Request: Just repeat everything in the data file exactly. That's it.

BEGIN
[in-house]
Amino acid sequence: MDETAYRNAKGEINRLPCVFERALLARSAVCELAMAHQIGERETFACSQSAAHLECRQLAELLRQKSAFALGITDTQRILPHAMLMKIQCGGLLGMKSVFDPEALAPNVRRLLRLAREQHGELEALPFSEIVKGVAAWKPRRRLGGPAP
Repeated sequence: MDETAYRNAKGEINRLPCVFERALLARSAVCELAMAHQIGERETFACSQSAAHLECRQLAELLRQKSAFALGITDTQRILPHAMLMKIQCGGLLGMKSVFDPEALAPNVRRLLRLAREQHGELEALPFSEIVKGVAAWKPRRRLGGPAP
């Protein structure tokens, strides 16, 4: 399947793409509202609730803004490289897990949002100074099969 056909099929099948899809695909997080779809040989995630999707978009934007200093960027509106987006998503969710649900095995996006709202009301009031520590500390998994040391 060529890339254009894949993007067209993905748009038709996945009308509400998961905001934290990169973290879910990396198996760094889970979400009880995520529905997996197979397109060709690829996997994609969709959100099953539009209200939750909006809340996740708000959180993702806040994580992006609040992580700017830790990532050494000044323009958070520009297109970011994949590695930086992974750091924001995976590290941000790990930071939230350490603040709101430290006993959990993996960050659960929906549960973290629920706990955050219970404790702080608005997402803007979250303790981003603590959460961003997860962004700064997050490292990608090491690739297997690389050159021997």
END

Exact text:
[in-house]
Amino acid sequence: MDETAYRNAKGEINRLPCVFERALLARSAVCELAMAHQIGERETFACSQSAAHLECRQLAELLRQKSAFALGITDTQRILPHAMLMKIQCGGLLGMKSVFDPEALAPNVRRLLRLAREQHGELEALPFSEIVKGVAAWKPRRRLGGPAP
Repeated sequence: MDETAYRNAKGEINRLPCVFERALLARSAVCELAMAHQIGERETFACSQSAAHLECRQLAELLRQKSAFALGITDTQRILPHAMLMKIQCGGLLGMKSVFDPEALAPNVRRLLRLAREQHGELEALPFSEIVKGVAAWKPRRRLGGPAP
């Protein structure tokens, strides 16, 4: 399947793409509202609730803004490289897990949002100074099969 056909099929099948899809695909997080779809040989995630999707978009934007200093960027509106987006998503969710649900095995996006709202009301009031520590500390998994040391 060529890339254009894949993007067209993905748009038709996945009308509400998961905001934290990169973290879910990396198996760094889970979400009880995520529905997996197979397109060709690829996997994609969709959100099953539009209200939750909006809340996740708000959180993702806040994580992006609040992580700017830790990532050494000044323009958070520009297109970011994949590695930086992974750091924001995976590290941000790990930071939230350490603040709101430290006993959990993996960050659960929906549960973290629920706990955050219970404790702080608005997402803007979250303790981003603590959460961003997860962004700064997050490292990608090491690739297997690389050159021997």